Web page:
When I got back from Chicago, both my mother and mother-in-law called to say, “How was Turkey School?”
“I didn’t poison anyone!” I told them. I swear they both breathed a sigh of relief.
Butterball University — or Turkey School, as I am fond of calling it — was honestly fantastic. This was my first experience with a hands-on cooking class, and it was a lot of fun. Butterball’s basic theory is that if you defrost the turkey safely, then preparing it is fairly simple. Of course, on the day we talked about food safety we were all terrified (Chris Twittered, “at butterball turkey talkline headquarters learning how I have narrowly escaped killing my family”) because OH MY GOD do you all have any IDEA how much BACTERIA will grow on your turkey if you don’t thaw it right?
A LOT let me tell you. Eew.
(Go here to read about how to defrost a turkey safely. You’re welcome.)
I think that what scares people about cooking a turkey (and by “people” I mean “women like me who are barely getting dinner on the table five nights a week in the first place and now you want me to cook a TURKEY and have HOW MANY PEOPLE to my house for Thanksgiving dinner?!?”) is the whole idea of the elaborate meal. Honestly, the turkey is easy, and if I can say that you know it’s true.
The best thing about Butterball’s turkey school is the details, the little tips and tricks for cooking the turkey without losing your mind (or poisoning anyone!). Remember how your mother always told you to wash the turkey before you cooked it? Well, don’t; that just spreads bacteria and god knows what other kind of poultry ick around your kitchen. Instead, pat the turkey dry with paper towels. You can stuff a few into the turkey’s big cavity to soak up all the juices (just remember to take them out before cooking, or you’ll have Brawny stuffing).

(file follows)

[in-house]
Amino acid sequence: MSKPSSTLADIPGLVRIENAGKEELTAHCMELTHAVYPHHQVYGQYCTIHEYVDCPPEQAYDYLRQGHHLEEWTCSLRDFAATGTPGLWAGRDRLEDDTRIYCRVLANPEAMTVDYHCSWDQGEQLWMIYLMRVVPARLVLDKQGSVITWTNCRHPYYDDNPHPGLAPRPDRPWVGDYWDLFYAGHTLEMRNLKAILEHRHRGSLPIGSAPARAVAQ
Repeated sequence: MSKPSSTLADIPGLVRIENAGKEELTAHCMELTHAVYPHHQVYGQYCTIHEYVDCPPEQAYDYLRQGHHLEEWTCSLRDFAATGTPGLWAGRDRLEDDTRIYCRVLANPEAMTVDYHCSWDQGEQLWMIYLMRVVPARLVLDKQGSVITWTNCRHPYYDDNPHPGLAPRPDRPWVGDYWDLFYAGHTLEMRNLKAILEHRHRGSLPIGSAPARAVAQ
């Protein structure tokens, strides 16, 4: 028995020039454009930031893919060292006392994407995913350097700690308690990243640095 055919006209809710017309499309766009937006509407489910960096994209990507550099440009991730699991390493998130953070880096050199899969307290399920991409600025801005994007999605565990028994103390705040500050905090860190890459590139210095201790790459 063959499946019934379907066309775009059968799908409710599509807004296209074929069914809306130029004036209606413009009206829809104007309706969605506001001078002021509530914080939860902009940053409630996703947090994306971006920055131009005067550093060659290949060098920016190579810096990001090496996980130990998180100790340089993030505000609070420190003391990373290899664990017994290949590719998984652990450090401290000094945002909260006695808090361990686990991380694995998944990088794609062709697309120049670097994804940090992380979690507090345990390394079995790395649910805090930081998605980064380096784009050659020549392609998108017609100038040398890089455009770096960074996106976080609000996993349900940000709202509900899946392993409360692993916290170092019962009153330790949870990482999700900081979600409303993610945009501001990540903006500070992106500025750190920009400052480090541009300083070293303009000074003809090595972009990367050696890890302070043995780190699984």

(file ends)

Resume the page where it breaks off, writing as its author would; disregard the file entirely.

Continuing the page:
Cook the turkey on a rack for the best results. Did you know that if you don’t have a rack to rest the turkey on, you can fake one with some tinfoil, or even carrots? I didn’t either! I didn’t even know you NEEDED a rack to cook a turkey.
(To make a foil coil, tear off a big sheet of foil and make a snake — you know, like you make with PlayDough. Then wrap the snake into a coil, like a cinnamon bun, and rest the turkey on that. Use two if you have a really big turkey. Throw away after cooking. Of course.)
Once the turkey is patted dry and stuffed, you need to put it in the pan, on those cool coils. Butterball turkeys come with a turkey lifter, which is seriously the Best Thing Ever, if only because by the time you have to relocate the bird to the pan you’re really damn tired of touching raw turkey (or at least I am). Plus, who hasn’t struggled to get the cooked bird OUT of the pan after it’s done? The turkey lifter means less cursing in the moments before you carve the bird, and isn’t that what Thanksgiving is all about?
Finally, one last piece of turkey cooking advice: wear comfortable shoes. Although keep in mind that pairing plaid and leopard is a pretty advanced move, akin to deep frying your turkey; you want to really be prepared for that.
Actually I just forgot to pack shoes to go with these pants. Whoops.
This post is one in a series sponsored by Butterball, as part of my job as a Turkey Talk-Line blogger.